And what effect does it have on Ataxia?
Maybe if you get HIGH enough then you don’t care LOL.
I’d like to clarify some points on ‘Cannabis based drugs’. There are over 480 different compounds present in the cannabis plant, only around 66 are termed active ingredients called cannabinoids, primarily Tetrahydrocannabinol (THC) Cannabidiol (CBD) Cannabinol (CBN) just to name a few. THC is the primary psychoactive component that gives the ‘High’ effect. Many of the pharma cannabis based drugs only have trace amounts of THC.
Many of the pharma Cannabis based drugs presently available are isolates of a single active component and not whole plant therapies. There is great debate over what is known as the ‘entourage effect’ where the range of cannabinoids within whole plant therapies interact with each other to provide a more holistic benefit. By isolating individual cannabinoids, as the big pharmas do, this entourage effect is minimised to eliminated. Also some of these medications are taken orally as an oil, so the ‘high’ effect provided by smoking or vaping is not experienced in the same way.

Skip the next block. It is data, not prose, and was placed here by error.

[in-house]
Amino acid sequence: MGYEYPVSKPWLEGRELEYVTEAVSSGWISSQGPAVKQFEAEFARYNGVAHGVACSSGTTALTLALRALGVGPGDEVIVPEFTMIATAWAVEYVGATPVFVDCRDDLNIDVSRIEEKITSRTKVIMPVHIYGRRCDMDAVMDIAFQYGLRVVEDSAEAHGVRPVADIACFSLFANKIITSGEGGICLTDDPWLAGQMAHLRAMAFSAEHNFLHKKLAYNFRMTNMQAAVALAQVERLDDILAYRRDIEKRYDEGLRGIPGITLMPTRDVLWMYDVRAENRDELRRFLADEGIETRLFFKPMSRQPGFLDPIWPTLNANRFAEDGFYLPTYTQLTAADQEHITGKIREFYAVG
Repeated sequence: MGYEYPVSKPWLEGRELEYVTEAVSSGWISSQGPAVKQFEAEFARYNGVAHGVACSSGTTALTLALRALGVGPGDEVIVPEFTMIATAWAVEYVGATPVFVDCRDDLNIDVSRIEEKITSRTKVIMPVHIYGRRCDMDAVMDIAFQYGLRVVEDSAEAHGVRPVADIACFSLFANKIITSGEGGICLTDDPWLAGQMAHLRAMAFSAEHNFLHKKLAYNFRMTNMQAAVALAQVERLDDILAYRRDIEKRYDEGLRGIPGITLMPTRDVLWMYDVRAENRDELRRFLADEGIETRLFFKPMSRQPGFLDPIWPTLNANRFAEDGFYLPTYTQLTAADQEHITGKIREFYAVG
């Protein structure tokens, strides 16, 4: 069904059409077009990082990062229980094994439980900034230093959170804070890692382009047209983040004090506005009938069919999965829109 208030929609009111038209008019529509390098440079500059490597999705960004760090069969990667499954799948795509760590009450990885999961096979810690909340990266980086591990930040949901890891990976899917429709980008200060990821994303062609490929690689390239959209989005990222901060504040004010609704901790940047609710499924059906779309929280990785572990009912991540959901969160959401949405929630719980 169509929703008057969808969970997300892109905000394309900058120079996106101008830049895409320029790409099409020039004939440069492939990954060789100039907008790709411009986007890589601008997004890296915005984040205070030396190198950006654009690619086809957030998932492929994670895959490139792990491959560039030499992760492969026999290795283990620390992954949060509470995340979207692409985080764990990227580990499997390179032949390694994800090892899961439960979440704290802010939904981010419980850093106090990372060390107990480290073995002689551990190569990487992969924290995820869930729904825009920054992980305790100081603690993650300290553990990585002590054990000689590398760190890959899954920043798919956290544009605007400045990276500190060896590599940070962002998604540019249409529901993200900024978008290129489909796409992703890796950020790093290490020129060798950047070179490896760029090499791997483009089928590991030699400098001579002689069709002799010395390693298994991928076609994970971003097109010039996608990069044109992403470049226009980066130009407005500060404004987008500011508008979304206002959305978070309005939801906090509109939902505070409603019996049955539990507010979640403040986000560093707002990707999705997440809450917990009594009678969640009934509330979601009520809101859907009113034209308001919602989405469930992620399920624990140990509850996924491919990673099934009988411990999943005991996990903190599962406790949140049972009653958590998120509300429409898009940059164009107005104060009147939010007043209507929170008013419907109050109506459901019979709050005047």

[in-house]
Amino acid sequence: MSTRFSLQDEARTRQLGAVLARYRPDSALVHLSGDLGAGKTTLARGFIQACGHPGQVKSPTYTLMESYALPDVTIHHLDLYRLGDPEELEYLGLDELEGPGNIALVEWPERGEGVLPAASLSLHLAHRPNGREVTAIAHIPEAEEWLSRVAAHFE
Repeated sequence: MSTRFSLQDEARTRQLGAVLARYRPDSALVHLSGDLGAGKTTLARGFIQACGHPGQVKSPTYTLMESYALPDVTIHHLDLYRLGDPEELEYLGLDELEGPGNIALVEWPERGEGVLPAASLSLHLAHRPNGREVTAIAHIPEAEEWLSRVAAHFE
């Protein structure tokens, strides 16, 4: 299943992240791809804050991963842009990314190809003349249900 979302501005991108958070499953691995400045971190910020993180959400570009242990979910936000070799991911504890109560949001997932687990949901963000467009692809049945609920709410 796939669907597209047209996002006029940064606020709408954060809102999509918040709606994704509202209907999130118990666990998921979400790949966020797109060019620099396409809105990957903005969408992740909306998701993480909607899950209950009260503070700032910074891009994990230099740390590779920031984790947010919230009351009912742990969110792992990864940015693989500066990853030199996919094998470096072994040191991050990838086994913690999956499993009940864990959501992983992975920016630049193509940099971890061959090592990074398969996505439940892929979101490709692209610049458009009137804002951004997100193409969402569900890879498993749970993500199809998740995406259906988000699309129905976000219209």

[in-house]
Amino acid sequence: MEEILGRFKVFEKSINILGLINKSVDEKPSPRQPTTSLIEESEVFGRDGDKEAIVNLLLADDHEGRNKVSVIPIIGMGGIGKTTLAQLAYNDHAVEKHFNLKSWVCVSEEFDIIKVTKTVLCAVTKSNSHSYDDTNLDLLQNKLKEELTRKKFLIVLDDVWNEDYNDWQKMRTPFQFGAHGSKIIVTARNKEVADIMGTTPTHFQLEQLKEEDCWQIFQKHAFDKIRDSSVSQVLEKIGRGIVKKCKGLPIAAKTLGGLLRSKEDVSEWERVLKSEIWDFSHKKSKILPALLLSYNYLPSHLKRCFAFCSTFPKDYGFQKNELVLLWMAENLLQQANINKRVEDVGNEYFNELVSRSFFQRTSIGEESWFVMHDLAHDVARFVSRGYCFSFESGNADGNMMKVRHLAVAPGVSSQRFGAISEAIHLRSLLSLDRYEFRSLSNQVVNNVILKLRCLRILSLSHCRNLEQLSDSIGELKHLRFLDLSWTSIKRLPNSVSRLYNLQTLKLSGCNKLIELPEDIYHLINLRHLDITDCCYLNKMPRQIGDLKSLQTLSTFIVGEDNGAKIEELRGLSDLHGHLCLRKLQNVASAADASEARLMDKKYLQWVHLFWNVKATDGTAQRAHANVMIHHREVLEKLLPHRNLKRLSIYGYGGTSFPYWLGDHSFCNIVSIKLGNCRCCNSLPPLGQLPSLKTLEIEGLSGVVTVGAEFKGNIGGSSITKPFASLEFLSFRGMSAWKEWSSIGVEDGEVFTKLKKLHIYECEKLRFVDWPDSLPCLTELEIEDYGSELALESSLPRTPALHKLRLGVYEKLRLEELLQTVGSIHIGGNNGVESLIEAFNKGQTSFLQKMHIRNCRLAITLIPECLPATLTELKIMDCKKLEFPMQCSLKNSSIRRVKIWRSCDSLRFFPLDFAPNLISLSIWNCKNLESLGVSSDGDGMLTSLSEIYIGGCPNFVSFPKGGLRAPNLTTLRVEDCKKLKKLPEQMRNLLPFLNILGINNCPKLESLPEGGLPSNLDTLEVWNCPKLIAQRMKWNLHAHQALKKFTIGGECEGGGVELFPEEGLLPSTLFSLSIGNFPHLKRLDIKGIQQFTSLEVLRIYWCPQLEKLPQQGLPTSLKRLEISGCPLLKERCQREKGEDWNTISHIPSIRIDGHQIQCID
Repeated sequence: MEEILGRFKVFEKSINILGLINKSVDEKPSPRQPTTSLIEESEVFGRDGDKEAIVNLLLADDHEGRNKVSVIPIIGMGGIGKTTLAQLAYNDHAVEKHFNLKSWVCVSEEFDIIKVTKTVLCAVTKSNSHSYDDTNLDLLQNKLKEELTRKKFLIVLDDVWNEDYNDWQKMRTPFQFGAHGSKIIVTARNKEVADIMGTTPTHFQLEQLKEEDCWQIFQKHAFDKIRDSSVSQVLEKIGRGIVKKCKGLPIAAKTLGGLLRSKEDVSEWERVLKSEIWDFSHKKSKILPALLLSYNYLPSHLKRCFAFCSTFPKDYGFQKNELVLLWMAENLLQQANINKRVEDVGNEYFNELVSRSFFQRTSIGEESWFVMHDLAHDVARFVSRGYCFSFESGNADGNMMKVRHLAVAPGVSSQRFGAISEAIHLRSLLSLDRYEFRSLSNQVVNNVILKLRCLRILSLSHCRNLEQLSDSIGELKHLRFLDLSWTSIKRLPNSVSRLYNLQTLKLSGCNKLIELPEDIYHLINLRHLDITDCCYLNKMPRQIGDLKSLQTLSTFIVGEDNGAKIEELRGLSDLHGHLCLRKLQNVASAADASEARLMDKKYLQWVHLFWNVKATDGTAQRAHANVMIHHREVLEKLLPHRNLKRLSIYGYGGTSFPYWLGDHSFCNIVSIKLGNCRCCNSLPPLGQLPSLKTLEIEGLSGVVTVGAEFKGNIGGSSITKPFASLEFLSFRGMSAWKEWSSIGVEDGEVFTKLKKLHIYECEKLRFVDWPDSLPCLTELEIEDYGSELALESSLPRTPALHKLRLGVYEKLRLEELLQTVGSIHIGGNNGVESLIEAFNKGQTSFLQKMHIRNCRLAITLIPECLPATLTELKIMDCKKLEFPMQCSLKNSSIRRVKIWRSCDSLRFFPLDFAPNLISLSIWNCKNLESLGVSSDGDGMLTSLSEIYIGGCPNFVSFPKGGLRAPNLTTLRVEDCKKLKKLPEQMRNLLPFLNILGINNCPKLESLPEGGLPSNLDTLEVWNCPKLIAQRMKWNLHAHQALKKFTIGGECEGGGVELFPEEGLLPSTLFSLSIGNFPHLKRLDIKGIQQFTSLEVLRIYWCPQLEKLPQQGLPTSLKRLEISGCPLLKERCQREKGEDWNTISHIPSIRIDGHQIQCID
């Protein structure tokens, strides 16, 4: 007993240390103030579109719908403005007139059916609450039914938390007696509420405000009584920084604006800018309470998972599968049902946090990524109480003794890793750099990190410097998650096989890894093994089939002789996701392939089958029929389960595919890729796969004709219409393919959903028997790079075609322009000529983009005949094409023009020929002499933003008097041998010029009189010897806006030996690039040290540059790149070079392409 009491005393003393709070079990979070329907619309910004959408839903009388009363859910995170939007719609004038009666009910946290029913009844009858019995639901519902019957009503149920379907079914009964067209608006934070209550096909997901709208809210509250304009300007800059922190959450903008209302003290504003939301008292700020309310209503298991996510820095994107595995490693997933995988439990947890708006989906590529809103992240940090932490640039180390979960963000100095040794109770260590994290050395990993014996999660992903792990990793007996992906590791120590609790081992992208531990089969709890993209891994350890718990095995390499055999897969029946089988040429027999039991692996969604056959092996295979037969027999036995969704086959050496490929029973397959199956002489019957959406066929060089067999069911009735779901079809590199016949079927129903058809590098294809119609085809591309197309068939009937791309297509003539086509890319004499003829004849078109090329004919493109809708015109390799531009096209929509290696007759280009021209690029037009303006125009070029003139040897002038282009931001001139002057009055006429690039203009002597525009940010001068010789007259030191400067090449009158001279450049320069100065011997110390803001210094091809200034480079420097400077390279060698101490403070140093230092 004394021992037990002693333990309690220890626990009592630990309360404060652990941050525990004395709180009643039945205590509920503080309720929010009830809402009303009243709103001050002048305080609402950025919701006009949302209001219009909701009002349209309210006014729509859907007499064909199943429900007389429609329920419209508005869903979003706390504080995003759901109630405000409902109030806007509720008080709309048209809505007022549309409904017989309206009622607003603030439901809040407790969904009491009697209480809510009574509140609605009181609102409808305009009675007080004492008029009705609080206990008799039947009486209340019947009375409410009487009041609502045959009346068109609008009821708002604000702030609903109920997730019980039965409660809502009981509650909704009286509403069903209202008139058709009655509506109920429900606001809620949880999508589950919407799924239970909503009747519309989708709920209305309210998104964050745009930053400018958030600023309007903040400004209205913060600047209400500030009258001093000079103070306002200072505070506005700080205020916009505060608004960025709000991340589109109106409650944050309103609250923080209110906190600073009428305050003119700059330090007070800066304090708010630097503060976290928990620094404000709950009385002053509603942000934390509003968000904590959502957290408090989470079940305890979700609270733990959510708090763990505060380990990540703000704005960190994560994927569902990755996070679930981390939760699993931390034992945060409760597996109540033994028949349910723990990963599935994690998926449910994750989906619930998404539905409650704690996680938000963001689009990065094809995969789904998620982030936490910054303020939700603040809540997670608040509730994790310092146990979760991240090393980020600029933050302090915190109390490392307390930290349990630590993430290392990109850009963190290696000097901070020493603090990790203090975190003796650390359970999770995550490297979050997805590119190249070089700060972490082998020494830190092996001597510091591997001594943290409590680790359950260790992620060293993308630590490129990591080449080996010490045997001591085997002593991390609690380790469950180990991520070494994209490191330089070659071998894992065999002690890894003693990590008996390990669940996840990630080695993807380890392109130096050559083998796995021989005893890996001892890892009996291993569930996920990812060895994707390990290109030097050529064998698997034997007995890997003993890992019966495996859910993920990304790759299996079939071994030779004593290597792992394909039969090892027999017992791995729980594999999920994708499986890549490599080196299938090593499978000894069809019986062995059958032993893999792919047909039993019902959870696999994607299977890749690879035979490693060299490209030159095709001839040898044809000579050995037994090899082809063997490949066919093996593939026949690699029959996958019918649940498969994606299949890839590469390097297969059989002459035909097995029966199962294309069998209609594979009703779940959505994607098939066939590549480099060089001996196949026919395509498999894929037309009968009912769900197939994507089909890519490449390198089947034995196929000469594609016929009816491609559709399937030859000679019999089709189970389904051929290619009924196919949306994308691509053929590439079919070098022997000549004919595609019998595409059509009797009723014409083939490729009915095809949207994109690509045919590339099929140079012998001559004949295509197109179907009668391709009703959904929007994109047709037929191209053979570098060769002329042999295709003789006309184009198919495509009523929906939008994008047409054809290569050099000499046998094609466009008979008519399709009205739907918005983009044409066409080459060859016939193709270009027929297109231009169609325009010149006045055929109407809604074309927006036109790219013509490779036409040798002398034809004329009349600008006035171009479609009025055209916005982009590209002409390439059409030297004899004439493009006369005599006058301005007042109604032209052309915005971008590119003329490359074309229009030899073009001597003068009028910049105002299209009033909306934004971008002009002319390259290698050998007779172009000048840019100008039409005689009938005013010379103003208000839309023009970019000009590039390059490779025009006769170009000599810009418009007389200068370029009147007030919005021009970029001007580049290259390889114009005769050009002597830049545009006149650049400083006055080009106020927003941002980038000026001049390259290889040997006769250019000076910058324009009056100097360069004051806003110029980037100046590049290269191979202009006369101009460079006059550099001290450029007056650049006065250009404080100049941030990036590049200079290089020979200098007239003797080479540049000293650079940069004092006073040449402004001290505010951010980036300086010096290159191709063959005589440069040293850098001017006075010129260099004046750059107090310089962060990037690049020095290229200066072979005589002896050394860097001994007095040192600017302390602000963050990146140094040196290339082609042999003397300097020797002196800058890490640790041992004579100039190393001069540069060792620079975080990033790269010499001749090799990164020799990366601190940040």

Merl from the Moderator Support Team
No-one should expect to get ‘high’ on medicinal cannabis. It’s use for Ataxia would primarily be pain relief. Currently in the UK, it’s allowed to be prescribed for certain types of Cancer, and specific types of Epilepsy.
I have vaped CDB for anxiety and low level pain relief but it didnt improve my balance or coordination.
Patsy, it’s possible that a prescription of Medicinal Cannabis may give a different result, the actual content will be different. Although, whether or not at this stage a Neurologist will actually offer a prescription is something else.
Vaping devices heat cannabis to a temperature in which the mind-altering compounds in the plant are released as a vapor that is inhaled. Vaping is thought to be safer for cannabis and tobacco use because it doesn’t produce many of the harmful components of burning material such as tar and other cancer-causing agents.
But, the researchers say, their study suggests that at least for first-timers or others who don’t use cannabis regularly, vaping delivers greater amounts of THC, the primary intoxicant in cannabis, which increases the likelihood of adverse reactions.
Copied from www.sciencedaily.com
A study done at John Hopkins.